Listening In: Lander to Record Mars Sounds

Listening In: Lander to Record Mars Sounds
Delivered for the Mars Surveyor 2001 Lander, the Mars Descent Imager (MARDI) was designed to produce images of the geology around the landing site during landing. (Image credit: NASA/JPL/MLSS.)

NASAscientists hope to hear what it sounds like on the surface of Mars for thefirst time when they attempt to switch on the Phoenix Mars Lander?s microphonein the next week or two, mission leaders announced on Monday.

"Thisis definitely a first," said Phoenixprincipal investigator Peter Smith, of the University of Arizona, Tucson.

Phoenix's microphone is a part of the MarsDescent Imager system that was included on the underside of the lander to takedownward-looking images during the three minutes of descent before thespacecraft touched down on the planet's surface. The MARDI on Phoenix wasoriginally designed for the Mars Surveyor 2001 Lander missions, which wereeventually canceled. The system is also similar to the one aboard 1999'sill-fated Mars Polar Lander.

The plan touse the imager and microphone on May 25 (when Phoenixlanded) were scrapped when tests showed that using the system would createan unacceptable risk to a safe landing for Phoenix.

Phoenix did safely land at its appointedside in the Martian arctic, where it has been digging up samples of dirt andsubsurface water ice and analyzing them with its instruments to assess theplanet's pastpotential habitability.

Though theoriginal plan to use Phoenix's mike during landing was scrapped, missionscientists didn't rule out using it later during the mission.

"We'dalways hoped to turn it on," Smith said.

The teamneeded NASA's approval for funding to turn on the microphone, and now they'vegotten the go-ahead, Smith said.

They can'tflip the switch right away ? there are still a few checks that need to be done,and Phoenix's software needs to be changed a bit, Smith told

"We'rejust kind of cranking it up," he said.


Once allthe preparations are ready, the team plans to try to turn the microphone onwhile the lander is digging or usingthe rasp on the end of its robotic arm scoop, "just to make sure wehear something," Smith said. "You at least want to know if there's achance of noise being created."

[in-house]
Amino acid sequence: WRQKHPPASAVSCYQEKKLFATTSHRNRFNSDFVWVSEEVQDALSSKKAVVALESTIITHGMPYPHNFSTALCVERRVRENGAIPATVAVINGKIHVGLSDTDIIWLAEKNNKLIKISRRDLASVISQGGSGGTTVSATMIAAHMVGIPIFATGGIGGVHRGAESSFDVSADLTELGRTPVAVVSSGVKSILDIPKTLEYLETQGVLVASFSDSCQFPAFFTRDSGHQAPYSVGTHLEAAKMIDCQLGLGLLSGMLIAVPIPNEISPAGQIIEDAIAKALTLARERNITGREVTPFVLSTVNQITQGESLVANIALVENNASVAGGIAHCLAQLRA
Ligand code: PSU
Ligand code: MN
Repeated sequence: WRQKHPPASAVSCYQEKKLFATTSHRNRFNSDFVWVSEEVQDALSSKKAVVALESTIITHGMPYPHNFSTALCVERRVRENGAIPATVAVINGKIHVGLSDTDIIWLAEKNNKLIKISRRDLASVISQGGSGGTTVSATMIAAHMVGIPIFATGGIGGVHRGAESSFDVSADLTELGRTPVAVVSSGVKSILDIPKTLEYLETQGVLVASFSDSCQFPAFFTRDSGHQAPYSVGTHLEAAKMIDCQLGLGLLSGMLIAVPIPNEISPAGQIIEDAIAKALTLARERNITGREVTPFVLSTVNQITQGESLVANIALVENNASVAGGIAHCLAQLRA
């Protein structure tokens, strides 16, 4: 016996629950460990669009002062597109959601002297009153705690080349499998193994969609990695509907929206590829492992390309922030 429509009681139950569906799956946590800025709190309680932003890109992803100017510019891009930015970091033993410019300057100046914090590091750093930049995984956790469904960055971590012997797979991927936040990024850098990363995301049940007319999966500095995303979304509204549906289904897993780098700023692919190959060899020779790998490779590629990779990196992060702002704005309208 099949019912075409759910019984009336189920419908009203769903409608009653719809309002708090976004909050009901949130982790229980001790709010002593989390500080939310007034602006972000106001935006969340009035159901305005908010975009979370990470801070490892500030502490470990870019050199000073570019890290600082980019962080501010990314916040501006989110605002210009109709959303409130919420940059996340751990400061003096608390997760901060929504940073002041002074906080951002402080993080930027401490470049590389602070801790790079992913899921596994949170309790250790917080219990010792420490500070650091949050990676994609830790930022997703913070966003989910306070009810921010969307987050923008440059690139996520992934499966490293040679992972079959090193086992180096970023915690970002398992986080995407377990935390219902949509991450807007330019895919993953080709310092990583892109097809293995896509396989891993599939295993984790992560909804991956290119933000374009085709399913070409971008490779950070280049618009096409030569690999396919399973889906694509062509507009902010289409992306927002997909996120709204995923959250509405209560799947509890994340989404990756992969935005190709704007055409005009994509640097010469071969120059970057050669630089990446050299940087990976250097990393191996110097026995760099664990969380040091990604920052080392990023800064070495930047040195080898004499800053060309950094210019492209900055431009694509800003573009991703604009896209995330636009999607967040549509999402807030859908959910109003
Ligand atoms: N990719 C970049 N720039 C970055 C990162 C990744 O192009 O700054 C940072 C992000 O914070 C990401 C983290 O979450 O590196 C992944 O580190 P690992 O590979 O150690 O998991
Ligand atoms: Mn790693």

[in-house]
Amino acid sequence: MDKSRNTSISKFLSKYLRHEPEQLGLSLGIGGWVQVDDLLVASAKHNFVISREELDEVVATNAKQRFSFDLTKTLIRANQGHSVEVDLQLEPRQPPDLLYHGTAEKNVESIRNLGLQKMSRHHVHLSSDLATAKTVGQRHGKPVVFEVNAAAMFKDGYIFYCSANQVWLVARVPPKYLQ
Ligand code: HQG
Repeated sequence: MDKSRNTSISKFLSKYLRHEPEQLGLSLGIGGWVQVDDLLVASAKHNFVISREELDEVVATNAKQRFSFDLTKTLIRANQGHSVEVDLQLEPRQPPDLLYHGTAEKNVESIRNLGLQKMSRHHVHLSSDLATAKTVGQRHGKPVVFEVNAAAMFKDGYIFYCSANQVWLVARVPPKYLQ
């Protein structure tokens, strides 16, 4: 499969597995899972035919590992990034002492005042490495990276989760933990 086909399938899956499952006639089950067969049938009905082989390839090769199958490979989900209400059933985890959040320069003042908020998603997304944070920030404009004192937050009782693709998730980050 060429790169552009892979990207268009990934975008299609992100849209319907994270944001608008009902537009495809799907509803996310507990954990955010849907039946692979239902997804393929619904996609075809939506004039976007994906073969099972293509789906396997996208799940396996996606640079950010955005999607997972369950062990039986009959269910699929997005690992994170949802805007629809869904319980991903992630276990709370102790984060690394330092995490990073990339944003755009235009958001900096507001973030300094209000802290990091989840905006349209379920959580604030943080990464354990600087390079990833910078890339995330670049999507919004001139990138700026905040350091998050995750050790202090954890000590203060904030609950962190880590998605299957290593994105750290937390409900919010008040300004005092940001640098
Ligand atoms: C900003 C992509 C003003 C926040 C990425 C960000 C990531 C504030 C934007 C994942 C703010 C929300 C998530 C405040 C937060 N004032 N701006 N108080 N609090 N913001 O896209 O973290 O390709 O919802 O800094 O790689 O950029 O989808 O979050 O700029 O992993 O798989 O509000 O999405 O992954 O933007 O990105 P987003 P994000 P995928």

Phoenix scientists aren't sure just what,or how much, they'll hear. For one thing, Phoenix's mike is "not aprofessional microphone," Smith said (he likened it to the microphonesused on a standard cell phone).

Foranother, sound waves don'ttravel as far on Mars as they do on Earth because Mars' atmosphere isthinner. It would be similar to listening to sound at an altitude of about100,000 feet (30,500 meters) above Earth's surface, Smith said.

If the teamcan hear Phoenix's operations, they'll then turn the microphone on while Phoenix is quiet and just see what they can hear. What that might be, Smith isn't certain.


In additionto potentially hearing Martian sounds, the Descent Imager system will take apicture once it's switched on, Smith said.

Onepotential photographic subject is the HolyCow ice feature directly underneath the lander. The ice was exposed when Phoenix's thrusters pushed away the dirt lying on top of it during landing. The featurewas first imaged by Phoenix's robotic arm camera.

The imagermight also catch a glimpse of some so-called "barnacles" attached to Phoenix's legs. Smith describes these as "bright dots on the legs" that arepieces of the Martian surface that were splashed onto the legs by the thrustersduring landing.

Some of thedots have grown and some have moved around over the course of the mission,which is now entering its fifth month on the Martian surface. Missionscientists aren't sure why the dots have such unusual behavior.

"It'sone of those wonderful Martian mysteries," Smith said.

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  • SPECIAL REPORT: Phoenix Mars Lander: Digging for Secrets of Martian Ice
  • Images: Phoenix on Mars!

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Andrea Thompson

Andrea Thompson is an associate editor at Scientific American, where she covers sustainability, energy and the environment. Prior to that, she was a senior writer covering climate science at Climate Central and a reporter and editor at Live Science, where she primarily covered Earth science and the environment. She holds a graduate degree in science health and environmental reporting from New York University, as well as a bachelor of science and and masters of science in atmospheric chemistry from the Georgia Institute of Technology.